“You don’t know who else is gonna show up to a show like that,” she says. “The last thing we wanted was some drunk 19-year-old coming over from Lolla in his dad’s boat shoes, hassling a black woman dressed as liquid vibranium. That just wouldn’t have worked.”
And Wakandacon, as they describe it, was about “bringing a crucial resource to an underserved community.” That meant dealing with unique issues, from hired security guards showing up armed (both the organizers and the hotel asked the off-duty and retired cops to lock up their weapons or leave; they chose the latter) to putting weekend passes on good-faith layaway.
“Even at $35, even at $40, there were a lot of people struggling to even make that. I had to shake a lot of hands,” says Dave. “Some people said, ‘I don’t have it today, but I’ll give you 10 dollars, and I’ll come back on Saturday and I’ll give you 20, and then I’ll come back on Sunday and I’ll give you another 10.’ Or, ‘You got PayPal?’ Or, ‘I gotta wait for this check to clear, I ain’t got no money.’ But I shook all the hands, and everyone came through. They paid what they said they would.”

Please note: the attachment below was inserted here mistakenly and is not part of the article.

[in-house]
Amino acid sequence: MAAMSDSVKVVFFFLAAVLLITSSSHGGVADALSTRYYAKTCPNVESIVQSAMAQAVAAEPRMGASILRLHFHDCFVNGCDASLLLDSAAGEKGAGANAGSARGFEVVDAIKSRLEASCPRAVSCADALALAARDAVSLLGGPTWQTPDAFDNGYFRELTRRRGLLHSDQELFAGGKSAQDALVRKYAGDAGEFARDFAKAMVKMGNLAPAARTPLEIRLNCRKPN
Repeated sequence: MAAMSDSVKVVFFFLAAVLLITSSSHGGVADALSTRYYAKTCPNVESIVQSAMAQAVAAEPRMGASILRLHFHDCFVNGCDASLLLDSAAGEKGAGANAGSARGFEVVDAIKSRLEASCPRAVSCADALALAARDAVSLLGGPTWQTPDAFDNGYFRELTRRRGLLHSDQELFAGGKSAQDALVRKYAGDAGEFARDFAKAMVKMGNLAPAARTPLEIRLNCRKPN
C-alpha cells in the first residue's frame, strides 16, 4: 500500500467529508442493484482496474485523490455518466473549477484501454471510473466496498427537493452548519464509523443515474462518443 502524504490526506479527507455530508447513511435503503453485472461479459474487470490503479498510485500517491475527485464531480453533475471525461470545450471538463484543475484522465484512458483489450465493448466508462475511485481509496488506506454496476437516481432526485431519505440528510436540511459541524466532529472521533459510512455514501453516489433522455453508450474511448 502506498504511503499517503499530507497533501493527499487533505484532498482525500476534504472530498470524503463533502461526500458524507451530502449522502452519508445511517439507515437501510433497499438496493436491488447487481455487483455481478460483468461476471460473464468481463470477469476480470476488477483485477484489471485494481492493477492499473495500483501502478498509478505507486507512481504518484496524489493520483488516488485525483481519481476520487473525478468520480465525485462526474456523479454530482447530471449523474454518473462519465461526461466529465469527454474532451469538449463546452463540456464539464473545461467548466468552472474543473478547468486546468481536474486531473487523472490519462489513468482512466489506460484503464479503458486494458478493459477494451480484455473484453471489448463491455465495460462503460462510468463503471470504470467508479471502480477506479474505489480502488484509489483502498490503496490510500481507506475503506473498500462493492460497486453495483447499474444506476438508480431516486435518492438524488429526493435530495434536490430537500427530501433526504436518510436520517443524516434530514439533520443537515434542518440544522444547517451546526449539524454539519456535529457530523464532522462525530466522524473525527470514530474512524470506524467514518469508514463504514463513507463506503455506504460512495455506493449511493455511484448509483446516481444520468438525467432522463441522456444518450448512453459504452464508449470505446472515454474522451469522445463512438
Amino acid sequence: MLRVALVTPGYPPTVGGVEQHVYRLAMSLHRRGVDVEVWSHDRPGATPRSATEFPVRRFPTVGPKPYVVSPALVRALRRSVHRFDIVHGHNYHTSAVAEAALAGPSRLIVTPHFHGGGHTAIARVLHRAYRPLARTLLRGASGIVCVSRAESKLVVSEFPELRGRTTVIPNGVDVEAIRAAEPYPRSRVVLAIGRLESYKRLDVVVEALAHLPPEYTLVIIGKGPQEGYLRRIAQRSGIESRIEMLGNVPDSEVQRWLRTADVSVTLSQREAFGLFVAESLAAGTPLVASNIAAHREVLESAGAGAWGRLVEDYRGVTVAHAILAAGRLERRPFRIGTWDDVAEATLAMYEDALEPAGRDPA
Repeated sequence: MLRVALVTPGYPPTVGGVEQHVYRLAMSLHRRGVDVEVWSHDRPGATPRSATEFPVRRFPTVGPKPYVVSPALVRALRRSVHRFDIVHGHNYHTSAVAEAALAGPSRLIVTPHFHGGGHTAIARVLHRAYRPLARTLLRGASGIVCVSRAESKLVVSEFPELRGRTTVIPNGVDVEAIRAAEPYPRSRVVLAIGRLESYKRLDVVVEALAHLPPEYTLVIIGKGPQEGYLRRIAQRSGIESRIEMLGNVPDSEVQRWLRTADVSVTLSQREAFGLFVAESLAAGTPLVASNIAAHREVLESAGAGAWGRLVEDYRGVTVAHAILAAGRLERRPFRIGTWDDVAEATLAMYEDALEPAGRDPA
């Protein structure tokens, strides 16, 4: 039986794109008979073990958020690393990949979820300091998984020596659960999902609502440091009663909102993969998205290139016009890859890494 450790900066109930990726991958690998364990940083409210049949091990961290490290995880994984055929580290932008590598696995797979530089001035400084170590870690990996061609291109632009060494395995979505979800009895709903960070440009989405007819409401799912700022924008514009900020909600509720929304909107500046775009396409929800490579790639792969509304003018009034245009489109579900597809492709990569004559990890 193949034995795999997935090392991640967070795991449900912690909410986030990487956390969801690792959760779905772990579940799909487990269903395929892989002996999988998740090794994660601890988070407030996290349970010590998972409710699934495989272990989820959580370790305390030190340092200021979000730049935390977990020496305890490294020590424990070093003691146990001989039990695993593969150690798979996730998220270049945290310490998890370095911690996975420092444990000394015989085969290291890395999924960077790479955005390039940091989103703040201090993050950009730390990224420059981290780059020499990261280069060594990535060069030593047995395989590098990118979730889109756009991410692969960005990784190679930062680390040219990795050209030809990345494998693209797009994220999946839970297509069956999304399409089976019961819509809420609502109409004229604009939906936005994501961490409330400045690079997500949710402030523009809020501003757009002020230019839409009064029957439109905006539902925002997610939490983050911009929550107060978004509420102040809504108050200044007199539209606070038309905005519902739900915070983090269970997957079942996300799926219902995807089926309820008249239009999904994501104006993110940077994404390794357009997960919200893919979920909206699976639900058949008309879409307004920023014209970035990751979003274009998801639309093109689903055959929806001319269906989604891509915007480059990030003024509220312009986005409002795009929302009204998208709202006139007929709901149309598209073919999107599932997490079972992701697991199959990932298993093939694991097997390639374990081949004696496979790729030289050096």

Every age, size, shape, shade, gender, orientation, and ability showed up and showed out at #WakandaCon. All these people got to be free & celebrated. It was so glorious. I’m literally crying as I’m typing this because I love us so much. pic.twitter.com/cL2AV1HlVO
— .gif Goddess (@LexiScorsese) August 5, 2018
The result of these concessions was an inaugural convention that, while relatively small, turned out exactly as they planned: Wakandacon had one of the healthiest atmospheres I’ve ever experienced at a convention full of complete strangers.